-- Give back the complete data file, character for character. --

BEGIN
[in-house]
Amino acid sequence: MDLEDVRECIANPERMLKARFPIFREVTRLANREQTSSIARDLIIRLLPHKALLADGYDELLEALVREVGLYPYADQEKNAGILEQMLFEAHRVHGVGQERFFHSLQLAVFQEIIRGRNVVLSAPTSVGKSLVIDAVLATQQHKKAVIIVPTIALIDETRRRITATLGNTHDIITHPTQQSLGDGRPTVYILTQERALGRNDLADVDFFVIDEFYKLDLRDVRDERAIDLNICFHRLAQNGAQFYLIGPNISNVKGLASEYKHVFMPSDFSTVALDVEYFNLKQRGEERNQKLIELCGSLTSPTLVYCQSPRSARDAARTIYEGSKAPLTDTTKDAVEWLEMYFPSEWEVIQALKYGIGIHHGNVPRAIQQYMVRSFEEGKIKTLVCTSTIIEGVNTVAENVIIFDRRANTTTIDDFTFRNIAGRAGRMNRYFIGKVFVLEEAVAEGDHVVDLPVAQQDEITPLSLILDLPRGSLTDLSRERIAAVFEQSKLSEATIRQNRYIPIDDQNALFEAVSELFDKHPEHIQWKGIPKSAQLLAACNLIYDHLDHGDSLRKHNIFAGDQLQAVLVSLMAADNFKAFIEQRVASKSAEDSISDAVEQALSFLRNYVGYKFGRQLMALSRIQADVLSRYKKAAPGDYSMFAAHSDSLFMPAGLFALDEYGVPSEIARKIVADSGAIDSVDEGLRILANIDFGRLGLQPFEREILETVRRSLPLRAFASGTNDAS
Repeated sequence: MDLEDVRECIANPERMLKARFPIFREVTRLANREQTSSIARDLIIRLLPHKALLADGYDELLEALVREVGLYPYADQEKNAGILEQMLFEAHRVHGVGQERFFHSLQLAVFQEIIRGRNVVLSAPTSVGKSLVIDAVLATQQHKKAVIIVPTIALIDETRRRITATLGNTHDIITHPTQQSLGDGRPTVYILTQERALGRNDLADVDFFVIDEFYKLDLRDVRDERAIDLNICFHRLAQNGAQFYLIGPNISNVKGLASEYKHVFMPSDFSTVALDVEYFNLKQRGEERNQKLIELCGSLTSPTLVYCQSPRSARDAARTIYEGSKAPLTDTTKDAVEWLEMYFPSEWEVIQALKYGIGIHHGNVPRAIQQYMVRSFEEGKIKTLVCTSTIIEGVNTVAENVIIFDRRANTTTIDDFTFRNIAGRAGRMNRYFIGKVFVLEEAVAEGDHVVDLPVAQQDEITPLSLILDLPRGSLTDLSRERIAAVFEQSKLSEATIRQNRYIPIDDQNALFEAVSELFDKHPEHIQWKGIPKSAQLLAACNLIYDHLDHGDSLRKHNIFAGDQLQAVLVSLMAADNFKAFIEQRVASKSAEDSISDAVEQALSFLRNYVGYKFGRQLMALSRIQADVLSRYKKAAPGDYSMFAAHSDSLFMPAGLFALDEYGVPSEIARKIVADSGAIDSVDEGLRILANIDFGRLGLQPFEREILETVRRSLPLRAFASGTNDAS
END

[in-house]
Amino acid sequence: MDLEDVRECIANPERMLKARFPIFREVTRLANREQTSSIARDLIIRLLPHKALLADGYDELLEALVREVGLYPYADQEKNAGILEQMLFEAHRVHGVGQERFFHSLQLAVFQEIIRGRNVVLSAPTSVGKSLVIDAVLATQQHKKAVIIVPTIALIDETRRRITATLGNTHDIITHPTQQSLGDGRPTVYILTQERALGRNDLADVDFFVIDEFYKLDLRDVRDERAIDLNICFHRLAQNGAQFYLIGPNISNVKGLASEYKHVFMPSDFSTVALDVEYFNLKQRGEERNQKLIELCGSLTSPTLVYCQSPRSARDAARTIYEGSKAPLTDTTKDAVEWLEMYFPSEWEVIQALKYGIGIHHGNVPRAIQQYMVRSFEEGKIKTLVCTSTIIEGVNTVAENVIIFDRRANTTTIDDFTFRNIAGRAGRMNRYFIGKVFVLEEAVAEGDHVVDLPVAQQDEITPLSLILDLPRGSLTDLSRERIAAVFEQSKLSEATIRQNRYIPIDDQNALFEAVSELFDKHPEHIQWKGIPKSAQLLAACNLIYDHLDHGDSLRKHNIFAGDQLQAVLVSLMAADNFKAFIEQRVASKSAEDSISDAVEQALSFLRNYVGYKFGRQLMALSRIQADVLSRYKKAAPGDYSMFAAHSDSLFMPAGLFALDEYGVPSEIARKIVADSGAIDSVDEGLRILANIDFGRLGLQPFEREILETVRRSLPLRAFASGTNDAS
Repeated sequence: MDLEDVRECIANPERMLKARFPIFREVTRLANREQTSSIARDLIIRLLPHKALLADGYDELLEALVREVGLYPYADQEKNAGILEQMLFEAHRVHGVGQERFFHSLQLAVFQEIIRGRNVVLSAPTSVGKSLVIDAVLATQQHKKAVIIVPTIALIDETRRRITATLGNTHDIITHPTQQSLGDGRPTVYILTQERALGRNDLADVDFFVIDEFYKLDLRDVRDERAIDLNICFHRLAQNGAQFYLIGPNISNVKGLASEYKHVFMPSDFSTVALDVEYFNLKQRGEERNQKLIELCGSLTSPTLVYCQSPRSARDAARTIYEGSKAPLTDTTKDAVEWLEMYFPSEWEVIQALKYGIGIHHGNVPRAIQQYMVRSFEEGKIKTLVCTSTIIEGVNTVAENVIIFDRRANTTTIDDFTFRNIAGRAGRMNRYFIGKVFVLEEAVAEGDHVVDLPVAQQDEITPLSLILDLPRGSLTDLSRERIAAVFEQSKLSEATIRQNRYIPIDDQNALFEAVSELFDKHPEHIQWKGIPKSAQLLAACNLIYDHLDHGDSLRKHNIFAGDQLQAVLVSLMAADNFKAFIEQRVASKSAEDSISDAVEQALSFLRNYVGYKFGRQLMALSRIQADVLSRYKKAAPGDYSMFAAHSDSLFMPAGLFALDEYGVPSEIARKIVADSGAIDSVDEGLRILANIDFGRLGLQPFEREILETVRRSLPLRAFASGTNDAS